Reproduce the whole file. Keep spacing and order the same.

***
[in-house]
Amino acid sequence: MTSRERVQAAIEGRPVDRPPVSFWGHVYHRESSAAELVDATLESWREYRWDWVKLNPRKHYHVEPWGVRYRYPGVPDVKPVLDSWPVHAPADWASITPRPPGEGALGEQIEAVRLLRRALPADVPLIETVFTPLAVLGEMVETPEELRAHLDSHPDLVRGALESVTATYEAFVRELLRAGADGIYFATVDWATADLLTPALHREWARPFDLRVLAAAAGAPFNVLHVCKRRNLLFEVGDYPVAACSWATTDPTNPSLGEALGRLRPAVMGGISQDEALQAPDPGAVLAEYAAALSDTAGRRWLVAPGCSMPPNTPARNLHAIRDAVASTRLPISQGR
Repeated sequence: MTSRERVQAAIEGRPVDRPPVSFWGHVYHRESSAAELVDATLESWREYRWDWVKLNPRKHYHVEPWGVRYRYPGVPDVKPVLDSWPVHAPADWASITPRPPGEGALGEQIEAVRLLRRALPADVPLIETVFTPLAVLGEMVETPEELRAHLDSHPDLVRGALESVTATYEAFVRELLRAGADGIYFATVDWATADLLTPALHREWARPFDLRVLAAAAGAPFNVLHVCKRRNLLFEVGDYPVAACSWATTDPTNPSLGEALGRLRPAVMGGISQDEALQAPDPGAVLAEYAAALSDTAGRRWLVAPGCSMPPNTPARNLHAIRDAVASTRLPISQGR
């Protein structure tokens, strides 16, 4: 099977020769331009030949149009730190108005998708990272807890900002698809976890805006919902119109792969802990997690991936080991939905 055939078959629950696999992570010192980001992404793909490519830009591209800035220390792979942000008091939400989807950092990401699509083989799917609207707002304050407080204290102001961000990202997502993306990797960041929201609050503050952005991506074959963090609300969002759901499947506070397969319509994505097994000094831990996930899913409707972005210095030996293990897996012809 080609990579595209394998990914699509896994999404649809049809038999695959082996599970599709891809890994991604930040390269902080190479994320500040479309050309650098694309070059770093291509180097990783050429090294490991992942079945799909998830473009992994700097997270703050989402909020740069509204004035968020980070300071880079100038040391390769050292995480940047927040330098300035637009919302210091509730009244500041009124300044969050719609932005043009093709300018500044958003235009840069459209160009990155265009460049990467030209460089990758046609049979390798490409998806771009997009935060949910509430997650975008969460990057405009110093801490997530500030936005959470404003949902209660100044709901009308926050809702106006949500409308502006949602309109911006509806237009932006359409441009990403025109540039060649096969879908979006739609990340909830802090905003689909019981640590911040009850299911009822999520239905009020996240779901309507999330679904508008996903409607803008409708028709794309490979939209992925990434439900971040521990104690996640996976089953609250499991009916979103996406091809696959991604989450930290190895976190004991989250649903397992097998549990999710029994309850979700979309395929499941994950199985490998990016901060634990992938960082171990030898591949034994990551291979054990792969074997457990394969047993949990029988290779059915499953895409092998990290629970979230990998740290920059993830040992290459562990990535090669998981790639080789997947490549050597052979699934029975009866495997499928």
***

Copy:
[in-house]
Amino acid sequence: MTSRERVQAAIEGRPVDRPPVSFWGHVYHRESSAAELVDATLESWREYRWDWVKLNPRKHYHVEPWGVRYRYPGVPDVKPVLDSWPVHAPADWASITPRPPGEGALGEQIEAVRLLRRALPADVPLIETVFTPLAVLGEMVETPEELRAHLDSHPDLVRGALESVTATYEAFVRELLRAGADGIYFATVDWATADLLTPALHREWARPFDLRVLAAAAGAPFNVLHVCKRRNLLFEVGDYPVAACSWATTDPTNPSLGEALGRLRPAVMGGISQDEALQAPDPGAVLAEYAAALSDTAGRRWLVAPGCSMPPNTPARNLHAIRDAVASTRLPISQGR
Repeated sequence: MTSRERVQAAIEGRPVDRPPVSFWGHVYHRESSAAELVDATLESWREYRWDWVKLNPRKHYHVEPWGVRYRYPGVPDVKPVLDSWPVHAPADWASITPRPPGEGALGEQIEAVRLLRRALPADVPLIETVFTPLAVLGEMVETPEELRAHLDSHPDLVRGALESVTATYEAFVRELLRAGADGIYFATVDWATADLLTPALHREWARPFDLRVLAAAAGAPFNVLHVCKRRNLLFEVGDYPVAACSWATTDPTNPSLGEALGRLRPAVMGGISQDEALQAPDPGAVLAEYAAALSDTAGRRWLVAPGCSMPPNTPARNLHAIRDAVASTRLPISQGR
């Protein structure tokens, strides 16, 4: 099977020769331009030949149009730190108005998708990272807890900002698809976890805006919902119109792969802990997690991936080991939905 055939078959629950696999992570010192980001992404793909490519830009591209800035220390792979942000008091939400989807950092990401699509083989799917609207707002304050407080204290102001961000990202997502993306990797960041929201609050503050952005991506074959963090609300969002759901499947506070397969319509994505097994000094831990996930899913409707972005210095030996293990897996012809 080609990579595209394998990914699509896994999404649809049809038999695959082996599970599709891809890994991604930040390269902080190479994320500040479309050309650098694309070059770093291509180097990783050429090294490991992942079945799909998830473009992994700097997270703050989402909020740069509204004035968020980070300071880079100038040391390769050292995480940047927040330098300035637009919302210091509730009244500041009124300044969050719609932005043009093709300018500044958003235009840069459209160009990155265009460049990467030209460089990758046609049979390798490409998806771009997009935060949910509430997650975008969460990057405009110093801490997530500030936005959470404003949902209660100044709901009308926050809702106006949500409308502006949602309109911006509806237009932006359409441009990403025109540039060649096969879908979006739609990340909830802090905003689909019981640590911040009850299911009822999520239905009020996240779901309507999330679904508008996903409607803008409708028709794309490979939209992925990434439900971040521990104690996640996976089953609250499991009916979103996406091809696959991604989450930290190895976190004991989250649903397992097998549990999710029994309850979700979309395929499941994950199985490998990016901060634990992938960082171990030898591949034994990551291979054990792969074997457990394969047993949990029988290779059915499953895409092998990290629970979230990998740290920059993830040992290459562990990535090669998981790639080789997947490549050597052979699934029975009866495997499928």